If the Shoe Fits: College Is More Than Getting In

Watching the college admissions scandal dominate recent headlines, and seeing well-meaning parents behaving as though they have fallen under some sort of evil spell, it is hard not to feel that we have drifted into a collective fairy tale. There is something about Lori Loughlin and her two daughters trying desperately to fit themselves into the mold of USC students that is strangely reminiscent of Cinderella’s stepmother and stepsisters desperately trying to squeeze into the glass slipper, knowing that if they somehow force it to fit then everything will be perfect. In the original version of the Grimm’s tale, the process by which the sisters attempt to make the shoe fit involves the fairly gruesome mutilation of the feet, yet the unfortunate stepsisters may have gotten off better than Lori Loughlin’s daughters did in suffering the violence done to their characters by their mother’s vain attempts to force them into a college that was not right for them. For while the bribery of coaches and admissions officers was certainly inappropriate and illegal, forcing students into a college where they simply do not fit is equally inappropriate.

From the perspective of a student, facing the daunting task of evaluating colleges and deciding where to go, it is natural to focus on getting accepted. A student’s willingness to do whatever necessary to fit into whatever mold of applicant they think that their dream college is looking for is a sign of dedication. But this desire to fit into a mold in the first place inevitably leads to one of two unfortunate outcomes: the student is unsuccessful and winds up miserable; or worse yet, they are successful wind up at a college for which they are ill-suited.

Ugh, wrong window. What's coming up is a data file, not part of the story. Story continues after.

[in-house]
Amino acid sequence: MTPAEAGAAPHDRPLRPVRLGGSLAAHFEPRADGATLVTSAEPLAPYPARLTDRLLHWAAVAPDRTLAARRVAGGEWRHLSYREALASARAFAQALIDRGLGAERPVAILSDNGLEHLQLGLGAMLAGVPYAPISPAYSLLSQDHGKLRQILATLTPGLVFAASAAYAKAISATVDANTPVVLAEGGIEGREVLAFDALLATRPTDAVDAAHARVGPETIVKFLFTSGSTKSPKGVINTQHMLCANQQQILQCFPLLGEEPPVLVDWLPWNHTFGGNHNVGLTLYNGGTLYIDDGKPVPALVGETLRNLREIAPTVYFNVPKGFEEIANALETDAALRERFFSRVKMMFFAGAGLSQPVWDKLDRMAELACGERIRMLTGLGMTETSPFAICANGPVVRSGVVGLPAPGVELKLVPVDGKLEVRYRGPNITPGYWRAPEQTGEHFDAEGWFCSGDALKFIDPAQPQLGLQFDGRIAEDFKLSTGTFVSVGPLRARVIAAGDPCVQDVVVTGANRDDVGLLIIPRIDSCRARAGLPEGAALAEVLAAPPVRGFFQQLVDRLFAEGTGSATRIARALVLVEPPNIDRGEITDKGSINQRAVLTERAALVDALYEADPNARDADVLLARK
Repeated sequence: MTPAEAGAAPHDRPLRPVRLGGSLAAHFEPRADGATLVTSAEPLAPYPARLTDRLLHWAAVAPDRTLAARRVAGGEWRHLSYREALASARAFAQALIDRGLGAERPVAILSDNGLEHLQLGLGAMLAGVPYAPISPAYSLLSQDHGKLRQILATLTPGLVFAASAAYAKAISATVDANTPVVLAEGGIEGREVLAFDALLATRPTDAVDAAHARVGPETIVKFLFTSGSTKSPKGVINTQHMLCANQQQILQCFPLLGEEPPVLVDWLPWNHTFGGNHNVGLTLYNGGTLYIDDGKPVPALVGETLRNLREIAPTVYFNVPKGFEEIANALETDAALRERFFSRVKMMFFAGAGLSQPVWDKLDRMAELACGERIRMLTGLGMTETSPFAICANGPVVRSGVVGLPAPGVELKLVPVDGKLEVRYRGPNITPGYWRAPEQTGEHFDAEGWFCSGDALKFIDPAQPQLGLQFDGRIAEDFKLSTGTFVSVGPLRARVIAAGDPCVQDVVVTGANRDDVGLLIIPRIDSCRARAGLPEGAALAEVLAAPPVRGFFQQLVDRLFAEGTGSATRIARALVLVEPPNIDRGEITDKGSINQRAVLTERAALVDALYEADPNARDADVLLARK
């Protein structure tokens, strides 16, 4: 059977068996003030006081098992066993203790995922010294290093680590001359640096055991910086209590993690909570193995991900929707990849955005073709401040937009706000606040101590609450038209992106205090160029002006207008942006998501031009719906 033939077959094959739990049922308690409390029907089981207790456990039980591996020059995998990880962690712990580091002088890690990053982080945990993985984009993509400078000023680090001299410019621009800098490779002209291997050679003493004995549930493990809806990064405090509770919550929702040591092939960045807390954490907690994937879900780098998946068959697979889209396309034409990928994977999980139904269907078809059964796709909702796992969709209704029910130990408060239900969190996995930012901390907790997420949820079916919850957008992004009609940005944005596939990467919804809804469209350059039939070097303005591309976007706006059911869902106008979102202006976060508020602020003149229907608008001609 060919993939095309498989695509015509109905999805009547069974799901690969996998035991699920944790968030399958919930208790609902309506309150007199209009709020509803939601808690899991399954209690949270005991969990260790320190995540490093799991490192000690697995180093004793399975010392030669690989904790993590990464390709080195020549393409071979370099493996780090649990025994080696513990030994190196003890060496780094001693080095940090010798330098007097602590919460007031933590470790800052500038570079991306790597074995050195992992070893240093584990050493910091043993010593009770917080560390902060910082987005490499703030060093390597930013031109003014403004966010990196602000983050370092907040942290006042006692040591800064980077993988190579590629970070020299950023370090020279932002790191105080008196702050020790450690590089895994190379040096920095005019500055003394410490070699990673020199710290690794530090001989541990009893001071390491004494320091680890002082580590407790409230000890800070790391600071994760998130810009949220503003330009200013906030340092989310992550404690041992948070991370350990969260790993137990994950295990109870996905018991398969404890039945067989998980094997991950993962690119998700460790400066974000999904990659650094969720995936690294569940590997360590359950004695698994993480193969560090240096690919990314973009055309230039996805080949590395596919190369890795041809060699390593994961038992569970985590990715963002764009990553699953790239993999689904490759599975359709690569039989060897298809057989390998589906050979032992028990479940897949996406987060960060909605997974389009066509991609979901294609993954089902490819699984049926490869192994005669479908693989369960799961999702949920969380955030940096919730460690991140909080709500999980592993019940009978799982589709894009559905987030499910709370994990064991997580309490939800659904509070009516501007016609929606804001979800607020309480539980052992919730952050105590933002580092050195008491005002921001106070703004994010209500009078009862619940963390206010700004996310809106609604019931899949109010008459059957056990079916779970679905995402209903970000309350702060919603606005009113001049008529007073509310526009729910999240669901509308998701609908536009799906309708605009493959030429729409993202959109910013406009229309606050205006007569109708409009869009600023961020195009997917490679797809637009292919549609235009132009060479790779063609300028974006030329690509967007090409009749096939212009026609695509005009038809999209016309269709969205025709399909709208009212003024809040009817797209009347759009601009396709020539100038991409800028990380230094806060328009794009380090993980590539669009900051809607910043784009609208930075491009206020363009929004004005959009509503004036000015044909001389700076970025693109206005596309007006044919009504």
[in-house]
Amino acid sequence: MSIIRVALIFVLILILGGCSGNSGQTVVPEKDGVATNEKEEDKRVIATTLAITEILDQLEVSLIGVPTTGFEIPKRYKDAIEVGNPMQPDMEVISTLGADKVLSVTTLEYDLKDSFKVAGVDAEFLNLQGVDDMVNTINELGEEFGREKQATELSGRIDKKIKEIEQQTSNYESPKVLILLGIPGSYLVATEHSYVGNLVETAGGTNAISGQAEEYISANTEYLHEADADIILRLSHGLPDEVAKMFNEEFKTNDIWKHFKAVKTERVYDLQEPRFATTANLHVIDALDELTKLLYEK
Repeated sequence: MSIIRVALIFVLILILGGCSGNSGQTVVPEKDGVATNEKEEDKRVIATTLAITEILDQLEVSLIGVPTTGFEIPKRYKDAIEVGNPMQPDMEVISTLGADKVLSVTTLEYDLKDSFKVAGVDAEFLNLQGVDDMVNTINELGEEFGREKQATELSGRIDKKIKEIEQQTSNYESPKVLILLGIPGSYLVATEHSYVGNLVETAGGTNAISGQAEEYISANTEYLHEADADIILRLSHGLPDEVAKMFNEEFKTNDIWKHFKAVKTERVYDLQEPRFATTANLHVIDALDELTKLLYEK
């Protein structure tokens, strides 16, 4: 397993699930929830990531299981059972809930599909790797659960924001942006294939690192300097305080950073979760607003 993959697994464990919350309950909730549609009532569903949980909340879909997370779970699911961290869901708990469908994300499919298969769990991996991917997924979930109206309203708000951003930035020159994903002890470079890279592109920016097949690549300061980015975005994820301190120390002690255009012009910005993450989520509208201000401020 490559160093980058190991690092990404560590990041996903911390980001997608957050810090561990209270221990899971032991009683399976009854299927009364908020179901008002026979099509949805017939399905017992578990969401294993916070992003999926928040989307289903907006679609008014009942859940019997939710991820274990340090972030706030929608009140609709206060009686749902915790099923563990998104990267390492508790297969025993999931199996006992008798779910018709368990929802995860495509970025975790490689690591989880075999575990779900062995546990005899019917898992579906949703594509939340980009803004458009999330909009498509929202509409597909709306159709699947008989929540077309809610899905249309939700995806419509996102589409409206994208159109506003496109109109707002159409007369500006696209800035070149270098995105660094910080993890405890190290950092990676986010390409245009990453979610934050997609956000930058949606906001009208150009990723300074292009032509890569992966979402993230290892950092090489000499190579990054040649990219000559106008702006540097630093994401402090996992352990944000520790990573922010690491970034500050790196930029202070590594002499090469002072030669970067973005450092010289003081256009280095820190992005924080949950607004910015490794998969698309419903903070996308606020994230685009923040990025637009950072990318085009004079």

As an example of the first scenario, about ten years ago I had a student who had convinced himself from an early age that the only school that would make sense for him was Harvard. When the thin letter came in the mail he was devastated. Asked where he would be going instead, he said, with regret in his voice, “Yale.” While such students typically recover and become successful, the fate of those who succeed in “getting in” to a college for which they are not well prepared can be devastating. There is a well-documented body of scholarly data showing that students who show up significantly underprepared fall behind from the start, do worse on assessments and spiral into anxiety and self-doubt, making learning even harder.

Over time, this problematic situation results in substantially higher dropout rates, as students convince themselves that maybe they didn’t belong in college after all. In reality, they just needed a college with a better fit. If college were free, such an outcome would still be a tragic loss of time and opportunity. But for many students, the cost of college will be the most expensive purchase they (or their parents) ever make. Leaving college with debt and no degree can lead to a lifetime of digging out of a hole and a permanent reduction in their standard of living. College is fundamentally a service, purchased by (or for) the student. The question to colleges should not be “What can I do to convince you to let me in?” but rather, “What will you do for me if I choose to go there?”

Watching parents approach college applications as though it were the ultimate measure of their own self-worth obscures the fact that the student is ultimately the one who will be attending and it is the student who must do the work once there. Moreover, the only time anything associated with college should be seen as a measure of worth is at the end of the process, when one looks back on collegiate accomplishments. And even then it is not a measure of future value, but a demonstration of capability.  

Amidst the intensity of the application process, it is easy to lose track of the purpose of a college education. Too often college admission is seen as an end in itself. But the goal of an education is not to get into college. Getting into college by itself is of little value. It is graduating from college that is important—and even then it is not graduation that is important, but the education that one gains from the experience of having been in college and the ability to take that education into the world to accomplish one’s goals. Whether the goal is career success or self-knowledge, the time in college is spent as a means to the ultimate end. While there is no guarantee that everyone will live happily ever after, keeping this in mind and remaining focused on the reasons one is pursuing a college education is the only way to keep one’s dreams from turning into nightmares.

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